by Mish

I picked that up from Steve Keen who comments:

For Australian readers, house prices today are almost 2.5 times what they were in real terms in 1986; and our price bubble (in CPI-deflated terms) turns out to be smaller than some countries (notably Belgium’s) but larger than the USA’s and UK’s.
The important macroeconomic issue which this data alone doesn’t address is the level of debt that house price inflation has led to. It is probable that a higher real house price reflects a bigger ratio of mortgage and other private debt to GDP, but this isn’t necessarily the case. That ratio is the key indicator of whether a country is going to experience a debt-induced recession.

Move the slider bar on the interactive graphic to change the start year. It makes a huge difference in the shape of the curves. Also note the dropdown box at the top of the chart that allows one to graph…

  • House-Price Index
  • Prices In Real Terms
  • Prices Against Average Income
  • %Change

Canada is the surprising country. Here are charts that show what I mean.

Prices vs. Average Income


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Those charts makes Canada housing prices look like a bastion of common sense. I assure you that is not the case.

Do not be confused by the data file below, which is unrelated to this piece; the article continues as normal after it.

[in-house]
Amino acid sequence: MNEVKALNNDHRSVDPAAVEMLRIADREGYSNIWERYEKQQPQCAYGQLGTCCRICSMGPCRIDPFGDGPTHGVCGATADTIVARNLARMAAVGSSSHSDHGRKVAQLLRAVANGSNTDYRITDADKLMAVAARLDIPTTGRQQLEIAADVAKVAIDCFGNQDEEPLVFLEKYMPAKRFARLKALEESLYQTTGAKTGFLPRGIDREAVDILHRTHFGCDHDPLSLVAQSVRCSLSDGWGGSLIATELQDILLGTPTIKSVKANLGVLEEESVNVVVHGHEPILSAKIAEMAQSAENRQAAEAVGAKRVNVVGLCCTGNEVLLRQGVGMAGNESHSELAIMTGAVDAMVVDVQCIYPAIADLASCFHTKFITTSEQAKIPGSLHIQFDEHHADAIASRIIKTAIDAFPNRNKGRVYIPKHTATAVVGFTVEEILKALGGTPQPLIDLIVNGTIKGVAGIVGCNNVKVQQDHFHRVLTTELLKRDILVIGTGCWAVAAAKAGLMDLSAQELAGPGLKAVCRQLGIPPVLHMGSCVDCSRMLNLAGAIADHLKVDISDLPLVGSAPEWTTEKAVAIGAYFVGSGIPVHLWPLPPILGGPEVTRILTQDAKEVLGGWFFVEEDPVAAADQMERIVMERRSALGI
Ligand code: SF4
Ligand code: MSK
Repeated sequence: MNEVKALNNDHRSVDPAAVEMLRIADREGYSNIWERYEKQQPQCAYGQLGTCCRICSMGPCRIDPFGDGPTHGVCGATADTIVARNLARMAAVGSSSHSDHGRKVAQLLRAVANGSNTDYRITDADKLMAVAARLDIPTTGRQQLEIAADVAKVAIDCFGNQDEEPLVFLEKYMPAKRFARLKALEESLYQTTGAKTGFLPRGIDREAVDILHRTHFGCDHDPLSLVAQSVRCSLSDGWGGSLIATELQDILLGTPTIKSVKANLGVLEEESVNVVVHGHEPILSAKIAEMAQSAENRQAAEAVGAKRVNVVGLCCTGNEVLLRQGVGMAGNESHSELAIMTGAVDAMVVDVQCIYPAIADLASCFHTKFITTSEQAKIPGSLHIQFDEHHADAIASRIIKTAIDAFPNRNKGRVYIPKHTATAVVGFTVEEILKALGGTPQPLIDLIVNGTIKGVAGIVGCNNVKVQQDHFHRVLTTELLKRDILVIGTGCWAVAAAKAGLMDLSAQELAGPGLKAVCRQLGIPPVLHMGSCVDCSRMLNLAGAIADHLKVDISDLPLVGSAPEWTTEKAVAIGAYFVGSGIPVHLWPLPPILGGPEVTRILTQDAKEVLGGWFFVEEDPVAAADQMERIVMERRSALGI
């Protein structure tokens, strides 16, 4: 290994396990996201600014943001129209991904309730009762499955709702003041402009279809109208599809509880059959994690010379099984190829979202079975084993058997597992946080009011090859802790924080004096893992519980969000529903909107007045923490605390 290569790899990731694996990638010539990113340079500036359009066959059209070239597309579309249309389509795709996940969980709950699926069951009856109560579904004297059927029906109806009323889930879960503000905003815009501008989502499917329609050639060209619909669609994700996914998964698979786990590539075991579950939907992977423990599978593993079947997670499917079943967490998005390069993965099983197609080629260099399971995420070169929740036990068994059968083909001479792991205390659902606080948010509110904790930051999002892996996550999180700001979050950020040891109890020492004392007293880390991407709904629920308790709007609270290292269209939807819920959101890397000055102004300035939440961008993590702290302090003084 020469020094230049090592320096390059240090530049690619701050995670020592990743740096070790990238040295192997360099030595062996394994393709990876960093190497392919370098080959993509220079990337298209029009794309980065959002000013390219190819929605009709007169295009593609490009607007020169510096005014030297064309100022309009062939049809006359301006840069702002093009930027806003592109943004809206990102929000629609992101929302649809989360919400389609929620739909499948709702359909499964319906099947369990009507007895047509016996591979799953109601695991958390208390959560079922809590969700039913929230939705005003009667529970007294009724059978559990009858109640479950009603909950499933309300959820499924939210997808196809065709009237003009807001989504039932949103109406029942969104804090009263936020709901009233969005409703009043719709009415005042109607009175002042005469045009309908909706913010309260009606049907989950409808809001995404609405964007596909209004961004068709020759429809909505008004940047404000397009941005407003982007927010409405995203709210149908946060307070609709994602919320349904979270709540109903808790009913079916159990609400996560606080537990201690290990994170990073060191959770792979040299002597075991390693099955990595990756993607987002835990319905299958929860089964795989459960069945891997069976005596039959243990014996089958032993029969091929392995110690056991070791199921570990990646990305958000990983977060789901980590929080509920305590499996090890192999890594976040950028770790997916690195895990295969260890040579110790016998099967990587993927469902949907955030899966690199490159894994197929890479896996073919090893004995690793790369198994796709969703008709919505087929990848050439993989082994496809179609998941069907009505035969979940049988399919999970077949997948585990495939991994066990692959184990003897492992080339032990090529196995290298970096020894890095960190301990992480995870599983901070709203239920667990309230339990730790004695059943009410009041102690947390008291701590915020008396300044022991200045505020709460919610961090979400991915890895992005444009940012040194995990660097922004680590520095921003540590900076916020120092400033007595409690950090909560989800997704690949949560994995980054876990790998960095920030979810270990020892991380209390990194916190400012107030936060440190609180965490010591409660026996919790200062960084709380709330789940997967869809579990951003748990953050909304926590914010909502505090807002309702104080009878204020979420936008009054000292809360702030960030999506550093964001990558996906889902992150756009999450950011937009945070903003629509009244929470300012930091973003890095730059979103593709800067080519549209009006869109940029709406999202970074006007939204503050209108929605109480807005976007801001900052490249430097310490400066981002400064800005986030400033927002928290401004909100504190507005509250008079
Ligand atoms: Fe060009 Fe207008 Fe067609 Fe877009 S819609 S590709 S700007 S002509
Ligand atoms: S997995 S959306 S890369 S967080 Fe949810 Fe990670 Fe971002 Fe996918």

By the way, “average income” is a fatally flawed measure (at least in the US), as income gains are heavily concentrated in the to 10% of earners. It would be interesting to see that chart throwing out the top and bottom 10% of incomes and plotting the remaining 80%.


Jonathan comments ….

Hey Mish,
People have to realize that Canada experienced a huge real estate bubble from 1987-1990. Home prices over doubled. Prices crashed in 1990 and it took a decade for home prices to return in nominal terms to the bubble levels. That’s why it’s not showing up in these charts.
Having said that the average price of a Canadian home is $330,000 US. That’s fairly expensive considering we have the smallest population per square km of any country in the world. Canadian’s earn $6,400 US less per person than the United States. Canadians are only 75% as productive as Americans.
The best way to understand the situation is to look at mortgage debt. Canada has grown mortgage debt by 132% in the past ten years. In the US it was only 110%. $1 in 2000 costs $1.19 in 2010, so inflation only accounts for 14% of the total growth in Canadian mortgages.

Mike “Mish” Shedlock

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